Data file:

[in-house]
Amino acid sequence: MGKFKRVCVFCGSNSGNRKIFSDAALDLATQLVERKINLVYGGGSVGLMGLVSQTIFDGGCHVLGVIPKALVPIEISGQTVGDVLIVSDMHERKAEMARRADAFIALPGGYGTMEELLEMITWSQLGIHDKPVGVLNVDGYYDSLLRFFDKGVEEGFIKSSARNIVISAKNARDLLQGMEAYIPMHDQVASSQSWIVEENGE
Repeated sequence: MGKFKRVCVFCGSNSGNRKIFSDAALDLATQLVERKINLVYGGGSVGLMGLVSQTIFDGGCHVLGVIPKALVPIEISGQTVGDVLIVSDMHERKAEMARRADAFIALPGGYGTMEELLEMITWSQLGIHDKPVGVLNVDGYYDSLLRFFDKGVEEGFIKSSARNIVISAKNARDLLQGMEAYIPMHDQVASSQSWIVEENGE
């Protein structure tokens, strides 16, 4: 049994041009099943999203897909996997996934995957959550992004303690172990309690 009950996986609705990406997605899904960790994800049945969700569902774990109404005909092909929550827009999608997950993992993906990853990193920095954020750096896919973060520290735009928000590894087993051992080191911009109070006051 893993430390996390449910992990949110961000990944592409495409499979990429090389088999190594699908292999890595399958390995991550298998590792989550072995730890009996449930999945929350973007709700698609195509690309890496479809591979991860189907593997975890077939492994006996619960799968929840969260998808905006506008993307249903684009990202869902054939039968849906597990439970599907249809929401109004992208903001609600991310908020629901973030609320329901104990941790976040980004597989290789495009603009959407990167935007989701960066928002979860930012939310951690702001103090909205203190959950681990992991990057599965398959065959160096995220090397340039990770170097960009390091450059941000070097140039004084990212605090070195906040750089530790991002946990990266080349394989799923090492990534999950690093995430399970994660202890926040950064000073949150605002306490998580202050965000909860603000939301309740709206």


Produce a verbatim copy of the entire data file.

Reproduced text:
[in-house]
Amino acid sequence: MGKFKRVCVFCGSNSGNRKIFSDAALDLATQLVERKINLVYGGGSVGLMGLVSQTIFDGGCHVLGVIPKALVPIEISGQTVGDVLIVSDMHERKAEMARRADAFIALPGGYGTMEELLEMITWSQLGIHDKPVGVLNVDGYYDSLLRFFDKGVEEGFIKSSARNIVISAKNARDLLQGMEAYIPMHDQVASSQSWIVEENGE
Repeated sequence: MGKFKRVCVFCGSNSGNRKIFSDAALDLATQLVERKINLVYGGGSVGLMGLVSQTIFDGGCHVLGVIPKALVPIEISGQTVGDVLIVSDMHERKAEMARRADAFIALPGGYGTMEELLEMITWSQLGIHDKPVGVLNVDGYYDSLLRFFDKGVEEGFIKSSARNIVISAKNARDLLQGMEAYIPMHDQVASSQSWIVEENGE
């Protein structure tokens, strides 16, 4: 049994041009099943999203897909996997996934995957959550992004303690172990309690 009950996986609705990406997605899904960790994800049945969700569902774990109404005909092909929550827009999608997950993992993906990853990193920095954020750096896919973060520290735009928000590894087993051992080191911009109070006051 893993430390996390449910992990949110961000990944592409495409499979990429090389088999190594699908292999890595399958390995991550298998590792989550072995730890009996449930999945929350973007709700698609195509690309890496479809591979991860189907593997975890077939492994006996619960799968929840969260998808905006506008993307249903684009990202869902054939039968849906597990439970599907249809929401109004992208903001609600991310908020629901973030609320329901104990941790976040980004597989290789495009603009959407990167935007989701960066928002979860930012939310951690702001103090909205203190959950681990992991990057599965398959065959160096995220090397340039990770170097960009390091450059941000070097140039004084990212605090070195906040750089530790991002946990990266080349394989799923090492990534999950690093995430399970994660202890926040950064000073949150605002306490998580202050965000909860603000939301309740709206």